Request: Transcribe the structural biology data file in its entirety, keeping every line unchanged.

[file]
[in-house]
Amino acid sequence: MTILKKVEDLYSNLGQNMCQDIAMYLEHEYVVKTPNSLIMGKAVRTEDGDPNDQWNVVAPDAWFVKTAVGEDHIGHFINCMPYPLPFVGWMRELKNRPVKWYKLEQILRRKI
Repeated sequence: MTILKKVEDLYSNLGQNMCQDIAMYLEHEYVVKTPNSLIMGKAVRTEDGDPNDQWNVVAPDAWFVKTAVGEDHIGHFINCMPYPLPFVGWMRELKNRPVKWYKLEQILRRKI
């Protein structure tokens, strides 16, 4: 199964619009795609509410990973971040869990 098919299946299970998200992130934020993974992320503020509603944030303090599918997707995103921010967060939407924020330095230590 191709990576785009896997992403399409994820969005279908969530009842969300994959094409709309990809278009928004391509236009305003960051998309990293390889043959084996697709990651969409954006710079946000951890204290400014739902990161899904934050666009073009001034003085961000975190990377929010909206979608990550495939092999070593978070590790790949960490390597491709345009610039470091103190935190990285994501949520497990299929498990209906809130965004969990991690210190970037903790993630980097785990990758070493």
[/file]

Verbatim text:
[in-house]
Amino acid sequence: MTILKKVEDLYSNLGQNMCQDIAMYLEHEYVVKTPNSLIMGKAVRTEDGDPNDQWNVVAPDAWFVKTAVGEDHIGHFINCMPYPLPFVGWMRELKNRPVKWYKLEQILRRKI
Repeated sequence: MTILKKVEDLYSNLGQNMCQDIAMYLEHEYVVKTPNSLIMGKAVRTEDGDPNDQWNVVAPDAWFVKTAVGEDHIGHFINCMPYPLPFVGWMRELKNRPVKWYKLEQILRRKI
């Protein structure tokens, strides 16, 4: 199964619009795609509410990973971040869990 098919299946299970998200992130934020993974992320503020509603944030303090599918997707995103921010967060939407924020330095230590 191709990576785009896997992403399409994820969005279908969530009842969300994959094409709309990809278009928004391509236009305003960051998309990293390889043959084996697709990651969409954006710079946000951890204290400014739902990161899904934050666009073009001034003085961000975190990377929010909206979608990550495939092999070593978070590790790949960490390597491709345009610039470091103190935190990285994501949520497990299929498990209906809130965004969990991690210190970037903790993630980097785990990758070493």